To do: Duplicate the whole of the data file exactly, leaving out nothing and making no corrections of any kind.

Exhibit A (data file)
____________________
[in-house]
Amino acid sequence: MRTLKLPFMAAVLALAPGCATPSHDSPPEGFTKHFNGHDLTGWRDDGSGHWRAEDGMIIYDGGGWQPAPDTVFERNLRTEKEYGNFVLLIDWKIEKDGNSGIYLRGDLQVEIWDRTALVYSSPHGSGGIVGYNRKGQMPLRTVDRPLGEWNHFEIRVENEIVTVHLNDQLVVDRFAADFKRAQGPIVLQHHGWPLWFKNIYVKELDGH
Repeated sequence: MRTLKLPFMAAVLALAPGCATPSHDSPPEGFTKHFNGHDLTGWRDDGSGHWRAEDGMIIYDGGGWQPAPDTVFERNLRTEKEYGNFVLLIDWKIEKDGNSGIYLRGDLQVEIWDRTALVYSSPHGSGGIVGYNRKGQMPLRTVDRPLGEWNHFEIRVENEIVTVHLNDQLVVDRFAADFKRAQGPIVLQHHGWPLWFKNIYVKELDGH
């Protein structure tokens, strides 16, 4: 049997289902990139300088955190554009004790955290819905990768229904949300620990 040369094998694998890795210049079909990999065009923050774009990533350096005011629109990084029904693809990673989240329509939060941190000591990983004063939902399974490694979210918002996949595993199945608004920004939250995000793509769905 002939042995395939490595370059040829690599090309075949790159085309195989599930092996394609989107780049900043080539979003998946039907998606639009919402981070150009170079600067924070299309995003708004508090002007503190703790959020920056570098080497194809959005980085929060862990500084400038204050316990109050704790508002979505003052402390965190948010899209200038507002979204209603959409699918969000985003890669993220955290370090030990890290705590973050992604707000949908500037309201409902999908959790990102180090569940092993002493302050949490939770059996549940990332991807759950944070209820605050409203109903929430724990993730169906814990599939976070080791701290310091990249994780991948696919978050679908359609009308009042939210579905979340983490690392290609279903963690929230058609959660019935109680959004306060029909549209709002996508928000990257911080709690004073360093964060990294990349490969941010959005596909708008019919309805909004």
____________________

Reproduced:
[in-house]
Amino acid sequence: MRTLKLPFMAAVLALAPGCATPSHDSPPEGFTKHFNGHDLTGWRDDGSGHWRAEDGMIIYDGGGWQPAPDTVFERNLRTEKEYGNFVLLIDWKIEKDGNSGIYLRGDLQVEIWDRTALVYSSPHGSGGIVGYNRKGQMPLRTVDRPLGEWNHFEIRVENEIVTVHLNDQLVVDRFAADFKRAQGPIVLQHHGWPLWFKNIYVKELDGH
Repeated sequence: MRTLKLPFMAAVLALAPGCATPSHDSPPEGFTKHFNGHDLTGWRDDGSGHWRAEDGMIIYDGGGWQPAPDTVFERNLRTEKEYGNFVLLIDWKIEKDGNSGIYLRGDLQVEIWDRTALVYSSPHGSGGIVGYNRKGQMPLRTVDRPLGEWNHFEIRVENEIVTVHLNDQLVVDRFAADFKRAQGPIVLQHHGWPLWFKNIYVKELDGH
């Protein structure tokens, strides 16, 4: 049997289902990139300088955190554009004790955290819905990768229904949300620990 040369094998694998890795210049079909990999065009923050774009990533350096005011629109990084029904693809990673989240329509939060941190000591990983004063939902399974490694979210918002996949595993199945608004920004939250995000793509769905 002939042995395939490595370059040829690599090309075949790159085309195989599930092996394609989107780049900043080539979003998946039907998606639009919402981070150009170079600067924070299309995003708004508090002007503190703790959020920056570098080497194809959005980085929060862990500084400038204050316990109050704790508002979505003052402390965190948010899209200038507002979204209603959409699918969000985003890669993220955290370090030990890290705590973050992604707000949908500037309201409902999908959790990102180090569940092993002493302050949490939770059996549940990332991807759950944070209820605050409203109903929430724990993730169906814990599939976070080791701290310091990249994780991948696919978050679908359609009308009042939210579905979340983490690392290609279903963690929230058609959660019935109680959004306060029909549209709002996508928000990257911080709690004073360093964060990294990349490969941010959005596909708008019919309805909004």